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  7. danshawen Valued Senior Member

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    I'd be the first to admit, while you are still learning to read and write, something engaging like philosophy is fine. A broad enough exposure to help students make good life choices would be even better, and my wife, who has been a teacher for the last 30 years, has found the real keys to the kingdom. You make videos about the students you are teaching and let them all learn to read and write ABOUT THEMSELVES. You'd be amazed to see how effective this is, even with the lowest ability students. MUCH Better than philosophy, and also more engaging. Why do you suppose texting is all the rage with our kids? Exploit the gifts nature has given our children to advance their education. But control the ways they may exploit them. Just like search engines are already doing.

    But along with Bloom's taxonomy of cognition and meta cognition, let's also teach the teaching interns the taxonomy of IGNORANCE. I'm dead serious. It's the reason most Harvard graduates get degrees without actually understanding enough science to account for seasonal climate change! These are kids who will be dealing with the regulation of whole industries effecting catastrophic climate change right now!

    What good is it, really, to teach ANYTHING, only to have it ignored as soon as it is assessed?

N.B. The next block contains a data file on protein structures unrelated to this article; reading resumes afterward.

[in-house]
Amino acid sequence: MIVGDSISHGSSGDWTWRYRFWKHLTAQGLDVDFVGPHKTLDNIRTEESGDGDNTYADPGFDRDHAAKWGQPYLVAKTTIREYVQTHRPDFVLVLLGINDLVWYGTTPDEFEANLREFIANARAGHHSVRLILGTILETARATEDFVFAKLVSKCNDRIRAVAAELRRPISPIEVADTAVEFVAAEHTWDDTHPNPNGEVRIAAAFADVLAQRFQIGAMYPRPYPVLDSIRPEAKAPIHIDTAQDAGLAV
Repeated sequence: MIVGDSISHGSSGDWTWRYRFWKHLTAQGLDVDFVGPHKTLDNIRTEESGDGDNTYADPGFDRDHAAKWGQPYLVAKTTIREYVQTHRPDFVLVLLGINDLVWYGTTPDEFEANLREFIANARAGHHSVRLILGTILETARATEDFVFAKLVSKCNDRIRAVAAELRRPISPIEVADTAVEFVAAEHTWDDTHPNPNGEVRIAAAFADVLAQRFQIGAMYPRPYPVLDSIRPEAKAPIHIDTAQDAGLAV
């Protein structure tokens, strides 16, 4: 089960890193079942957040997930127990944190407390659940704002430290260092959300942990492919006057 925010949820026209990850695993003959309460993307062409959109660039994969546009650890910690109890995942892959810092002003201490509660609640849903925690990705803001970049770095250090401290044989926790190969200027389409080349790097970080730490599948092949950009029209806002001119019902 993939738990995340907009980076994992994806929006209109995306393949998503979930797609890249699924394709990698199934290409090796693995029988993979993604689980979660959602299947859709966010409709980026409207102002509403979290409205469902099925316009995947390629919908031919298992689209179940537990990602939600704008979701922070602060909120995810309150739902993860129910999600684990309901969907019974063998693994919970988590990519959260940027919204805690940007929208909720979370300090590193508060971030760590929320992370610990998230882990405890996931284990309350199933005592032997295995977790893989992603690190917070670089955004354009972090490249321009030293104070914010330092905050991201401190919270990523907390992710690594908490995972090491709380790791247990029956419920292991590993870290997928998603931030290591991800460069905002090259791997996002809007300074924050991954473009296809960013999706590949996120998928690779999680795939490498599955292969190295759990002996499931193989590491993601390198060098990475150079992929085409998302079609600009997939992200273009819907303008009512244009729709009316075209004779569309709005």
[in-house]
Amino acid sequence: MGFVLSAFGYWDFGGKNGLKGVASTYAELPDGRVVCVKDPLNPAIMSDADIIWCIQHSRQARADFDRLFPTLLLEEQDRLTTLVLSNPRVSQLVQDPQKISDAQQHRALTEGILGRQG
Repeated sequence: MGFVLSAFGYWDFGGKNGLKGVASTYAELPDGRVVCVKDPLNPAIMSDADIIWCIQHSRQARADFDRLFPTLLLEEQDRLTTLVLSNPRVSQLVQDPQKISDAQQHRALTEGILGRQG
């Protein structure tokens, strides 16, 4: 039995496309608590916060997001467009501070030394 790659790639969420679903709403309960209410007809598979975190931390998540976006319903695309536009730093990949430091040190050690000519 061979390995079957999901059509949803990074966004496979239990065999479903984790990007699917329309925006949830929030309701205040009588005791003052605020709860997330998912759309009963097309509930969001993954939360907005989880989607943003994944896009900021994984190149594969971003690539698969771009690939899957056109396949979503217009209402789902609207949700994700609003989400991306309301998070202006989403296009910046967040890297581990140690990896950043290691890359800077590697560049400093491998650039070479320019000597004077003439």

Instead of learning Latin, I opted to learn Spanish instead. I don't need to tell you, that was an excellent early choice of mine. Chinese should be made available as an option for today's students, and for more than one good reason.
     
    Last edited: Feb 10, 2015
  8. Jason.Marshall Banned Banned

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    Listen to the man he knows what he is talking about. (excellent statement on texting) hmm... deeper and deeper the rabbit hole goes. Philosophy I like personally but its essentially listening to stories of someone's point of view, but that is probably because I am an artist so I can appreciate the creative capacity of others.
     
  9. Jason.Marshall Banned Banned

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    Just to be clear and setting the record straight Danshawen is in no way "endorsing" any of my opinions or point of views I can just see value in his views I am aware that he is a very grounded individual with much wisdom "the biengs" obviously favour him although he may choose to ignore them.
     
  10. danshawen Valued Senior Member

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    I was blessed by having some of the finest high school teachers ever, particularly math and science, followed by a handful instructors so bad in the earliest college lecture courses, I almost gave up. I learned a lot even from the worst ones, mainly serving as bad examples.